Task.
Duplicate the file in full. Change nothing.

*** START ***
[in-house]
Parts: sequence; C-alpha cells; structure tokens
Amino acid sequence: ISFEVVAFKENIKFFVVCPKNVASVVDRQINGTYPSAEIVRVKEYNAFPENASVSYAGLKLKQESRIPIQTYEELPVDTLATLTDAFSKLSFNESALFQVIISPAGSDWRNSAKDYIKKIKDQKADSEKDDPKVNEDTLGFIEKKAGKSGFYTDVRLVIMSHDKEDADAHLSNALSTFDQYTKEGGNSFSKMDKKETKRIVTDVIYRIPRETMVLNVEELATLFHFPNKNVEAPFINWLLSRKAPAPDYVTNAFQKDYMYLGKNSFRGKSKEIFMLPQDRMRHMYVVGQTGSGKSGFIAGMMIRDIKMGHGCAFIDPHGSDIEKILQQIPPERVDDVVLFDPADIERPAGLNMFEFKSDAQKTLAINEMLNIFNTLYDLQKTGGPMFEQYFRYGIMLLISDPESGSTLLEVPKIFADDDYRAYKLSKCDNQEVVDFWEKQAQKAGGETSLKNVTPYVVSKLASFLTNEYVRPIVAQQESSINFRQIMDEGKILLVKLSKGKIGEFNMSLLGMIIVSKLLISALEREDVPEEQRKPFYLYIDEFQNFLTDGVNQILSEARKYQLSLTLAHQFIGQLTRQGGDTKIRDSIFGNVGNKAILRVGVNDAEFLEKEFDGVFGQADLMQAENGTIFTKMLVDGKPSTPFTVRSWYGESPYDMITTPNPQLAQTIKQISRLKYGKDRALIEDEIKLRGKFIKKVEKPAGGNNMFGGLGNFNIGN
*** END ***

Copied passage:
[in-house]
Parts: sequence; C-alpha cells; structure tokens
Amino acid sequence: ISFEVVAFKENIKFFVVCPKNVASVVDRQINGTYPSAEIVRVKEYNAFPENASVSYAGLKLKQESRIPIQTYEELPVDTLATLTDAFSKLSFNESALFQVIISPAGSDWRNSAKDYIKKIKDQKADSEKDDPKVNEDTLGFIEKKAGKSGFYTDVRLVIMSHDKEDADAHLSNALSTFDQYTKEGGNSFSKMDKKETKRIVTDVIYRIPRETMVLNVEELATLFHFPNKNVEAPFINWLLSRKAPAPDYVTNAFQKDYMYLGKNSFRGKSKEIFMLPQDRMRHMYVVGQTGSGKSGFIAGMMIRDIKMGHGCAFIDPHGSDIEKILQQIPPERVDDVVLFDPADIERPAGLNMFEFKSDAQKTLAINEMLNIFNTLYDLQKTGGPMFEQYFRYGIMLLISDPESGSTLLEVPKIFADDDYRAYKLSKCDNQEVVDFWEKQAQKAGGETSLKNVTPYVVSKLASFLTNEYVRPIVAQQESSINFRQIMDEGKILLVKLSKGKIGEFNMSLLGMIIVSKLLISALEREDVPEEQRKPFYLYIDEFQNFLTDGVNQILSEARKYQLSLTLAHQFIGQLTRQGGDTKIRDSIFGNVGNKAILRVGVNDAEFLEKEFDGVFGQADLMQAENGTIFTKMLVDGKPSTPFTVRSWYGESPYDMITTPNPQLAQTIKQISRLKYGKDRALIEDEIKLRGKFIKKVEKPAGGNNMFGGLGNFNIGN